What say ye, Tiny Tim? “A Merry Christmas to us all; God bless us, every one!”

  5. Susan Bauer on December 23rd, 2013 7:11 pm

    The Supreme Court characterized political signs as “a venerable means of communication that is both unique and important.” Nevertheless, municipalities may create “content neutral” regulations that govern “time, place and manner” of posting signs, particularly in commercial/business areas, as opposed to private front yards. The legitimacy of the Town’s draft sign regulation warrants further inquiry. I suspect that’s why it’s characterized as a “draft.” The new rule, or perhaps even just a portion of it, may be an unwarranted restriction on free speech, but I doubt a cursory Google search, and reliance on a portion of a Virginia statute, provides a definitive answer. Such an analysis is like searching the Internet to diagnose a headache, and concluding one must have a brain tumor.

    (Town Council voted the draft sign ordinance into law December 19. — EDITOR)

  6. Deborah Bender on December 24th, 2013 6:50 am

    The people running this Town are so bent on stopping anyone from saying anything against what they want. Let’s call a spade a spade, folks. This new law is to restrict Frank Wendell from putting signs in his windows that speak out against the Town Council’s actions.

  7. Mary Finney on December 24th, 2013 8:09 am

    This latest infringement on freedom by the ruling tyrants of Cape Charles is (almost ) funny in its pettiness. One would have to be really dim (or delusional) to not realize that this new signage law was pointed at the Old School Cape Charles messages. Obviously the Town administrators had a little temper tantrum, and viola! New sign laws! Take that, all you rabble-rousing peasants! The only thing more offensive than this sort of brown-shirt governing is the squeaky little voices of those who continue to try to defend and justify it.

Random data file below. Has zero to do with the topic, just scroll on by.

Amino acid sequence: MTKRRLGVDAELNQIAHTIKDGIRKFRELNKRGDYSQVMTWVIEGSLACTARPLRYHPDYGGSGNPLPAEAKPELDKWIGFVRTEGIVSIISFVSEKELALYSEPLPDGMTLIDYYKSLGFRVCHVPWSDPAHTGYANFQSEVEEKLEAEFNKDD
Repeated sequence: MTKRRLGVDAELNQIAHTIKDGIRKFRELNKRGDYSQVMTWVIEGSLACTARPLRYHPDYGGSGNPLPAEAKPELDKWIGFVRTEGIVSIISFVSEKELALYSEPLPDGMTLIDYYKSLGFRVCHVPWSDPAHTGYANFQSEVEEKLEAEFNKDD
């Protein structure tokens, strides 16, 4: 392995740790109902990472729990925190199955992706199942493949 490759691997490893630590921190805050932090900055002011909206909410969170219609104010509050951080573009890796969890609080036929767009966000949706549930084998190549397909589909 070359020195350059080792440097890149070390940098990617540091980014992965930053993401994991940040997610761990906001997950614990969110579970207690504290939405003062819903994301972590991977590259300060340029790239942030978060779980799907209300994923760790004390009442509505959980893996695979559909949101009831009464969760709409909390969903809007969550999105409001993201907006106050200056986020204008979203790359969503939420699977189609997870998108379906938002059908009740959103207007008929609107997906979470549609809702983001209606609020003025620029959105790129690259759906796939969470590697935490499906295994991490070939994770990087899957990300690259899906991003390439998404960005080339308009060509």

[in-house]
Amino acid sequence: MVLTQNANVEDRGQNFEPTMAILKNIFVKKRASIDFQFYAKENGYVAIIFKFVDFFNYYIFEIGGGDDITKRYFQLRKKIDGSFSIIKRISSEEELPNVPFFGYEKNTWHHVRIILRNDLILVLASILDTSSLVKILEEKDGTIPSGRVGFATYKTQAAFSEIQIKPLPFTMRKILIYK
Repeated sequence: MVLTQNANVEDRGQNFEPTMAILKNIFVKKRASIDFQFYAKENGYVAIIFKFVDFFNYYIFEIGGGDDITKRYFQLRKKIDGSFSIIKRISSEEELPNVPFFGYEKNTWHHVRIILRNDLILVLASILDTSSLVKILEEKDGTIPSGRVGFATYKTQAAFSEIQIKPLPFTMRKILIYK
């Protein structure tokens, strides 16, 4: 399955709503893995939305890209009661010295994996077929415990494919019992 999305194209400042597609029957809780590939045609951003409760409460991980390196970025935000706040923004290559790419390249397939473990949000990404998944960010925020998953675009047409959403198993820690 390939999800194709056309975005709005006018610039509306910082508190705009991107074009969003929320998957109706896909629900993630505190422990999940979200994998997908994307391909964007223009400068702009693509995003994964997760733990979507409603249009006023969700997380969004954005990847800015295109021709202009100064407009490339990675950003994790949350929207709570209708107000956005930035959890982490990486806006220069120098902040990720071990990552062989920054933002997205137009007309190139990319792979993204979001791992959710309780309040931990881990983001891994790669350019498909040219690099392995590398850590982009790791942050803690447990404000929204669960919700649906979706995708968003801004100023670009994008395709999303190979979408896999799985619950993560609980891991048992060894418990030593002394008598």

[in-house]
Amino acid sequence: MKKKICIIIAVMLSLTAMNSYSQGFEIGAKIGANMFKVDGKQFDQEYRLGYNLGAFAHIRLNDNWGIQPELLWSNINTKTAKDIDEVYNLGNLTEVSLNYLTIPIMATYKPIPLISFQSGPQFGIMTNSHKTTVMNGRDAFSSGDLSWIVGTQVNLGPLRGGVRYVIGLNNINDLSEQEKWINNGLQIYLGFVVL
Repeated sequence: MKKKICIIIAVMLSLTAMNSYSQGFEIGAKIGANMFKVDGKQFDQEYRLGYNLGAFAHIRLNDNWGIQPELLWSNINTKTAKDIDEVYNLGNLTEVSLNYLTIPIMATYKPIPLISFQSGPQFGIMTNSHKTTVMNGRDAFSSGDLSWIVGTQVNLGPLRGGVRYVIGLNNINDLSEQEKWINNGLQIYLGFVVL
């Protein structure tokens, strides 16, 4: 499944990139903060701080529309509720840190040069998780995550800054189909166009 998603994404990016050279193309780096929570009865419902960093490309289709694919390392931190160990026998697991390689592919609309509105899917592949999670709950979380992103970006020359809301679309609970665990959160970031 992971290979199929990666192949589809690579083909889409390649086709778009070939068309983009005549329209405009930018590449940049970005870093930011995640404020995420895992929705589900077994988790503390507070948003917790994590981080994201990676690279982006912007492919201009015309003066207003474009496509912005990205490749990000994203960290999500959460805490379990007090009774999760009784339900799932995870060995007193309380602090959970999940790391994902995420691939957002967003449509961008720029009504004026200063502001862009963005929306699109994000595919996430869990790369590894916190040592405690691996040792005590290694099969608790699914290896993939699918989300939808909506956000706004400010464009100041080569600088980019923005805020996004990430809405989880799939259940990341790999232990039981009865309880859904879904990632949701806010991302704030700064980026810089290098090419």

8. Antonio Sacco on December 30th, 2013 12:27 am

    When you call elected officials tyrants that is taking it a bit too far. Are we in a democracy or are we turning into a bunch of thugs with no respect for the law? My country and yours was built on a Constitution and a Bill of Rights and in God We Trust. The ballot box was put there by our earlier fathers for you to exercise your right to elect or replace the current administration. Let the whole world see how our democracy works and not the matter of rebellion such as we are witnessing in the Middle East that sinks the human endeavor into such levels as Dante’s Inferno. Yes I am Tony Sacco from Capevile and not afraid to defend my Country, my State, my People.

  9. Paul Chandler on January 1st, 2014 8:24 pm

    Mr. Creed and Mrs. Bender, I trust we will see your names on the ballot in the Spring?

  10. Antonio Sacco on January 1st, 2014 11:36 pm

    Using the ballot box to get involved is the right way to make change, not the streets as a pulpit. Mr. Creed & Mrs. Bender, go for it.

  11. David Thornes on January 2nd, 2014 8:27 am

    As a merchant in Cape Charles Harbor I find this new rule good and bad. They need to re-think this. I paid good, hard-earned money to advertise on the Town’s own Harbor Sign — now I find out that I may lose it. As a small business owner all I can see is the Town government trying to restrict small business. This sign was erected by the Town, with Harbor funds (Cape Charles funds) to help the buisnesses in the Harbor area. I pay for a slip in the Harbor for my fishing charter boat and was excited to have the advertisement for the traveling public that takes in the beauty of the area. Well, Oyster Harbor is less expensive and is looking better and better each year.

    Lt. David Thornes, Lt. Fishing and Tour Charters. &